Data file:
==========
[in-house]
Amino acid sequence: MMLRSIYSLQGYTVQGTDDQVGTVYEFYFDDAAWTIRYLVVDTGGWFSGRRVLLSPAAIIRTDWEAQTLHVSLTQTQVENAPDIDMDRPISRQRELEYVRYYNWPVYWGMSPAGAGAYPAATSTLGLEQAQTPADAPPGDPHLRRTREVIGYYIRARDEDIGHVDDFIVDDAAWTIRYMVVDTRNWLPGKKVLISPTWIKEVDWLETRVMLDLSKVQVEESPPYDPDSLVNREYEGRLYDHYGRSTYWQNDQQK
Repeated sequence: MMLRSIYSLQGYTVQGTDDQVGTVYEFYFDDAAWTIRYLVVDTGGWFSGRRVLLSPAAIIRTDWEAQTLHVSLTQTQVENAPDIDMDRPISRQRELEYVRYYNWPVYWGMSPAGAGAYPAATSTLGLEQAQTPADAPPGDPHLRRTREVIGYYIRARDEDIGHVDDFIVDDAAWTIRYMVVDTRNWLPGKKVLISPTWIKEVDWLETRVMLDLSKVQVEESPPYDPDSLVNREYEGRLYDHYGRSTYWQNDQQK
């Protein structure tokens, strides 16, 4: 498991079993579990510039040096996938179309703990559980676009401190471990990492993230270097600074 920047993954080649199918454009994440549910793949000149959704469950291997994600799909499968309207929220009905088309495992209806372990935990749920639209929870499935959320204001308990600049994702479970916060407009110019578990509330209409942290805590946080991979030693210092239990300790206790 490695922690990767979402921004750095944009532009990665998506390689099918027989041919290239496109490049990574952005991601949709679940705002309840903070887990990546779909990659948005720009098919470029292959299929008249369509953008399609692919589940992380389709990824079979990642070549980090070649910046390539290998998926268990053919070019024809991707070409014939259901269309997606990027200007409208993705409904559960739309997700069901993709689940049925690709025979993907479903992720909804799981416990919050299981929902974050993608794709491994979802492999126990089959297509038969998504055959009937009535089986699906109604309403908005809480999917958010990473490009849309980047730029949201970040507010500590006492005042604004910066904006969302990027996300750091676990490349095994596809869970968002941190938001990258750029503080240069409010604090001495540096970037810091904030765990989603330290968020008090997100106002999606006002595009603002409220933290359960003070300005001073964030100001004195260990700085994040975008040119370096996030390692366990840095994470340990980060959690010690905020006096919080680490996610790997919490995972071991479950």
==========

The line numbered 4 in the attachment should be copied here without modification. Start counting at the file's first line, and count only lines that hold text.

């Protein structure tokens, strides 16, 4: 498991079993579990510039040096996938179309703990559980676009401190471990990492993230270097600074 920047993954080649199918454009994440549910793949000149959704469950291997994600799909499968309207929220009905088309495992209806372990935990749920639209929870499935959320204001308990600049994702479970916060407009110019578990509330209409942290805590946080991979030693210092239990300790206790 490695922690990767979402921004750095944009532009990665998506390689099918027989041919290239496109490049990574952005991601949709679940705002309840903070887990990546779909990659948005720009098919470029292959299929008249369509953008399609692919589940992380389709990824079979990642070549980090070649910046390539290998998926268990053919070019024809991707070409014939259901269309997606990027200007409208993705409904559960739309997700069901993709689940049925690709025979993907479903992720909804799981416990919050299981929902974050993608794709491994979802492999126990089959297509038969998504055959009937009535089986699906109604309403908005809480999917958010990473490009849309980047730029949201970040507010500590006492005042604004910066904006969302990027996300750091676990490349095994596809869970968002941190938001990258750029503080240069409010604090001495540096970037810091904030765990989603330290968020008090997100106002999606006002595009603002409220933290359960003070300005001073964030100001004195260990700085994040975008040119370096996030390692366990840095994470340990980060959690010690905020006096919080680490996610790997919490995972071991479950």